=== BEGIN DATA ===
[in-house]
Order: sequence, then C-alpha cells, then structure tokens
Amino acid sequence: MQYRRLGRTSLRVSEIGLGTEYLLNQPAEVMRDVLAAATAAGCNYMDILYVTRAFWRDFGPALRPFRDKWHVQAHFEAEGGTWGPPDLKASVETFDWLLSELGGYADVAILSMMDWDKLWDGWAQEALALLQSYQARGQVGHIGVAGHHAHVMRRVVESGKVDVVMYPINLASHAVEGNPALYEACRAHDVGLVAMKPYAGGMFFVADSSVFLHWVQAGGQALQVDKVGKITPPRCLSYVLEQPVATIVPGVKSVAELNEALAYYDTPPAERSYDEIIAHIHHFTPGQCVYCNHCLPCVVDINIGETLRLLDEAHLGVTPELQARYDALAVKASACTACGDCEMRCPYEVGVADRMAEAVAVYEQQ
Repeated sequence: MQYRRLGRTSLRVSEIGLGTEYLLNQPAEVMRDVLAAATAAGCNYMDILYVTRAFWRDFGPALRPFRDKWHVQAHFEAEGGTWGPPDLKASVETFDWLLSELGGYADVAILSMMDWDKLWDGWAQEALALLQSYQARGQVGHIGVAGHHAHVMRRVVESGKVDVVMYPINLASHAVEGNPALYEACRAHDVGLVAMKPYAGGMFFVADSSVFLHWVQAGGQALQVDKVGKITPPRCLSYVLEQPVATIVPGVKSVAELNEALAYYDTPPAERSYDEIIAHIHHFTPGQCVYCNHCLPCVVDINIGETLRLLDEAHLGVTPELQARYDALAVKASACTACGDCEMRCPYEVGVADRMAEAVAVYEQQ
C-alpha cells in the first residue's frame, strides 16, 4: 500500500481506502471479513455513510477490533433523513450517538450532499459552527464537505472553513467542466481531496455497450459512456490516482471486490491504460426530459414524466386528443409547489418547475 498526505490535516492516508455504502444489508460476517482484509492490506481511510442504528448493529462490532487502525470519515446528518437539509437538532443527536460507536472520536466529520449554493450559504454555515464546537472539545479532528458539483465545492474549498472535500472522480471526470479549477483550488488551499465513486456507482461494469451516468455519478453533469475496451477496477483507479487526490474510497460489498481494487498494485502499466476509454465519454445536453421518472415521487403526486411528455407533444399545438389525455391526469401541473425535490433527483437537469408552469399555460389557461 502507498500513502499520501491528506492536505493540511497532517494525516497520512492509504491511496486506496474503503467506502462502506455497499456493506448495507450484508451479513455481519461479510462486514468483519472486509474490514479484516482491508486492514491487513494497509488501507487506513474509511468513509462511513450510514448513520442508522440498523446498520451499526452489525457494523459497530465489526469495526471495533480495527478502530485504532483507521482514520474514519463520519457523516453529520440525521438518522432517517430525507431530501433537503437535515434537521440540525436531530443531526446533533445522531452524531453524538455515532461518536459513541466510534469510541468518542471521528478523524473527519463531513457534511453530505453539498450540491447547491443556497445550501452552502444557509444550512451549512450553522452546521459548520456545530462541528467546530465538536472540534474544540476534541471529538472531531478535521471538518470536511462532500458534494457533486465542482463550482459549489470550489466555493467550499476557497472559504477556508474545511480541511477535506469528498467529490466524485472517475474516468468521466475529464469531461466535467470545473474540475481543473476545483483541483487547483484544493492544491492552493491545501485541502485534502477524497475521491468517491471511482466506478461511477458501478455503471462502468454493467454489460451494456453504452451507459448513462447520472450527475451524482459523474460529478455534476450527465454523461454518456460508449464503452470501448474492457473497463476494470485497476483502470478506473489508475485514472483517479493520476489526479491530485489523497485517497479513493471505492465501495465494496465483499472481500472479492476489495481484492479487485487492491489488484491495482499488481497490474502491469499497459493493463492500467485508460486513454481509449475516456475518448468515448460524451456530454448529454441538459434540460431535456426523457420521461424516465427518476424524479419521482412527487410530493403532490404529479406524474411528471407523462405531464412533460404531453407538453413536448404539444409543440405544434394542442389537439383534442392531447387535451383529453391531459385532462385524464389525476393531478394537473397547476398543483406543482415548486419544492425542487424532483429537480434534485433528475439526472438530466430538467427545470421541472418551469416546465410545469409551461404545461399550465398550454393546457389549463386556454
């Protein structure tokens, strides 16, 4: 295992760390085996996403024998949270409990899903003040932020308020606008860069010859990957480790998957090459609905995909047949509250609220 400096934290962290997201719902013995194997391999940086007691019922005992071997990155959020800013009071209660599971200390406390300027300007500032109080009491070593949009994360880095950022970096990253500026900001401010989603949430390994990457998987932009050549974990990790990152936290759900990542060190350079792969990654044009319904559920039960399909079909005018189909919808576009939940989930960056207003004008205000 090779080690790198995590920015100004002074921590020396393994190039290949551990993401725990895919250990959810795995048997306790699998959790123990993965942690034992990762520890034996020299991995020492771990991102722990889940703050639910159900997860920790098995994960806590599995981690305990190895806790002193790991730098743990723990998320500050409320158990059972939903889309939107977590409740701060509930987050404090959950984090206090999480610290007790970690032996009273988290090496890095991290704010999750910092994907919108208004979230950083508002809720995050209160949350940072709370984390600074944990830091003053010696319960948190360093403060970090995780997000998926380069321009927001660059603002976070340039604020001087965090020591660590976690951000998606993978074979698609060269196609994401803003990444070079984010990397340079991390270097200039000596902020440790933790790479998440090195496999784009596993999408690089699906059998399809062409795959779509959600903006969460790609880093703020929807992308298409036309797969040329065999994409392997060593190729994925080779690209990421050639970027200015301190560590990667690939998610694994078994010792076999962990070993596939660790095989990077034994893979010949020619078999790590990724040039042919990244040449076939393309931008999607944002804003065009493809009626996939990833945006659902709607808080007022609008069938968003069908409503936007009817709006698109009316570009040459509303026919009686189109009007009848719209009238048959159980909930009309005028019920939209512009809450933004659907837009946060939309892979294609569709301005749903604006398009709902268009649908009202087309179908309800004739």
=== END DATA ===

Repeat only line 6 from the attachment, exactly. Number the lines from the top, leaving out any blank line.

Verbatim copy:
């Protein structure tokens, strides 16, 4: 295992760390085996996403024998949270409990899903003040932020308020606008860069010859990957480790998957090459609905995909047949509250609220 400096934290962290997201719902013995194997391999940086007691019922005992071997990155959020800013009071209660599971200390406390300027300007500032109080009491070593949009994360880095950022970096990253500026900001401010989603949430390994990457998987932009050549974990990790990152936290759900990542060190350079792969990654044009319904559920039960399909079909005018189909919808576009939940989930960056207003004008205000 090779080690790198995590920015100004002074921590020396393994190039290949551990993401725990895919250990959810795995048997306790699998959790123990993965942690034992990762520890034996020299991995020492771990991102722990889940703050639910159900997860920790098995994960806590599995981690305990190895806790002193790991730098743990723990998320500050409320158990059972939903889309939107977590409740701060509930987050404090959950984090206090999480610290007790970690032996009273988290090496890095991290704010999750910092994907919108208004979230950083508002809720995050209160949350940072709370984390600074944990830091003053010696319960948190360093403060970090995780997000998926380069321009927001660059603002976070340039604020001087965090020591660590976690951000998606993978074979698609060269196609994401803003990444070079984010990397340079991390270097200039000596902020440790933790790479998440090195496999784009596993999408690089699906059998399809062409795959779509959600903006969460790609880093703020929807992308298409036309797969040329065999994409392997060593190729994925080779690209990421050639970027200015301190560590990667690939998610694994078994010792076999962990070993596939660790095989990077034994893979010949020619078999790590990724040039042919990244040449076939393309931008999607944002804003065009493809009626996939990833945006659902709607808080007022609008069938968003069908409503936007009817709006698109009316570009040459509303026919009686189109009007009848719209009238048959159980909930009309005028019920939209512009809450933004659907837009946060939309892979294609569709301005749903604006398009709902268009649908009202087309179908309800004739």